Cost-utility analysis of a multidisciplinary job retention vocational rehabilitation program in patients with chronic arthritis at risk of job loss†
Article first published online: 25 MAY 2007
Copyright © 2007 by the American College of Rheumatology
Arthritis Care & Research
Volume 57, Issue 5, pages 778–786, 15 June 2007
How to Cite
van den Hout, W. B., de Buck, P. D. M. and Vliet Vlieland, T. P. M. (2007), Cost-utility analysis of a multidisciplinary job retention vocational rehabilitation program in patients with chronic arthritis at risk of job loss. Arthritis & Rheumatism, 57: 778–786. doi: 10.1002/art.22786
- Issue published online: 25 MAY 2007
- Article first published online: 25 MAY 2007
- Manuscript Accepted: 7 NOV 2006
- Manuscript Received: 28 OCT 2005
- Dutch Medical Science Organization. Grant Number: 940-36-009
- Economic evaluation;
- Vocational rehabilitation;
- Job loss
To estimate from a societal perspective the cost-utility of a multidisciplinary job retention vocational rehabilitation program compared with usual care in patients with chronic rheumatic diseases at risk of job loss.
Patients (n = 121) were randomly assigned to either the vocational rehabilitation program or usual outpatient care initiated by the treating rheumatologist. Followup lasted for 2 years. Program costs were estimated using time registrations and other societal costs using quarterly cost questionnaires filled out by the patients. To estimate quality-adjusted life years, utility was assessed using the EuroQol classification system, EuroQol rating scale, Short Form 6D, and Time Trade-Off.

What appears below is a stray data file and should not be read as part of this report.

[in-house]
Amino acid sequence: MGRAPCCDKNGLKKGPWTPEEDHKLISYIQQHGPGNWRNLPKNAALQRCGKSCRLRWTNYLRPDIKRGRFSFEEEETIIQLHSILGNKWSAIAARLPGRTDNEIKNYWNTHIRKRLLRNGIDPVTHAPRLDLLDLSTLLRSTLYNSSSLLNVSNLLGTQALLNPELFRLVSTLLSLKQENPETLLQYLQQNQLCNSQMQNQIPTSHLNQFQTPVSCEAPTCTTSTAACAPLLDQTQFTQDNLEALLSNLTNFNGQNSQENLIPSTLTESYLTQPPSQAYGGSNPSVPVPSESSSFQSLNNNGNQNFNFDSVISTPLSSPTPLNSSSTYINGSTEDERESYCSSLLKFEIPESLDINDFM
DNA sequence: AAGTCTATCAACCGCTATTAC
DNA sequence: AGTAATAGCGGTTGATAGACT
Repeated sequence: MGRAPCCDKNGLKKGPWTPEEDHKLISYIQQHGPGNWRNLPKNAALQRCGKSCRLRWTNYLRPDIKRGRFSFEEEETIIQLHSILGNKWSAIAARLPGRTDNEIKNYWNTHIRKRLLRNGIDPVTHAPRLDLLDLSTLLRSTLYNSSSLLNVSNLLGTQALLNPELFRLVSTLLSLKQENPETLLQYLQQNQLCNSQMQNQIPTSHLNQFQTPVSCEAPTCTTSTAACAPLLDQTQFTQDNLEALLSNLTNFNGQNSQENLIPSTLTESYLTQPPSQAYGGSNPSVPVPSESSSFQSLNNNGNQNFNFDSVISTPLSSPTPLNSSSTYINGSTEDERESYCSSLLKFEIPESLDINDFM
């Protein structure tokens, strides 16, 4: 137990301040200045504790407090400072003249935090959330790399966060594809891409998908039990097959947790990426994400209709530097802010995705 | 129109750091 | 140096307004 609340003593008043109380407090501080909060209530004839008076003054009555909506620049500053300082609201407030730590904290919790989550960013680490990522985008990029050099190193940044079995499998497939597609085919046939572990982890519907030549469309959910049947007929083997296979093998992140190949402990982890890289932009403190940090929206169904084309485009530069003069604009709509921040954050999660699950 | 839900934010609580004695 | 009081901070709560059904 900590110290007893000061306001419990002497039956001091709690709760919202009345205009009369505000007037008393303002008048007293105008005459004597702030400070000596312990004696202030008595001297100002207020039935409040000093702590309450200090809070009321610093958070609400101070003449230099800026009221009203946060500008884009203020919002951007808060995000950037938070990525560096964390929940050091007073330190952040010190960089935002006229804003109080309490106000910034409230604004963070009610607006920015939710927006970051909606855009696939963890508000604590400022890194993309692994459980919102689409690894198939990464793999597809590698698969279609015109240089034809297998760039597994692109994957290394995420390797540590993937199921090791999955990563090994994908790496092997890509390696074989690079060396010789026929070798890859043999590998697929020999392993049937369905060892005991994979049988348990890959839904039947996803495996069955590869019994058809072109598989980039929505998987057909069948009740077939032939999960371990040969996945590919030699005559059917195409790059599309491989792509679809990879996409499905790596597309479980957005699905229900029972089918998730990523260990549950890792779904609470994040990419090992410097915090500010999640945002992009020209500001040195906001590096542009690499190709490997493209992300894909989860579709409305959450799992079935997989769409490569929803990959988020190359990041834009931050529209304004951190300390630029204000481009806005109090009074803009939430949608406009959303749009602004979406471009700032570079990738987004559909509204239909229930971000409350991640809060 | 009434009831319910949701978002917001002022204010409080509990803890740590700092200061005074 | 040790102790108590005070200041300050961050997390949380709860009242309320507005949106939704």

As part of the vocational rehabilitation program, patients on average had a total of 7.1 consultations and the total time spent by the multidisciplinary team was 12.7 hours per patient. Program costs were estimated at €1,426, of which ∼20% were time and travel costs incurred by the patients. No significant differences were found in other health care consumption, productivity, or quality-adjusted life years. Program costs were outweighed by total savings on other health care and nonhealth care costs, but not significantly.
From a societal perspective, it remains unclear whether the program reduces or increases total costs. Further research on effective vocational rehabilitation is warranted, with special attention to early detection of work problems and the collaboration between health care and vocational rehabilitation services.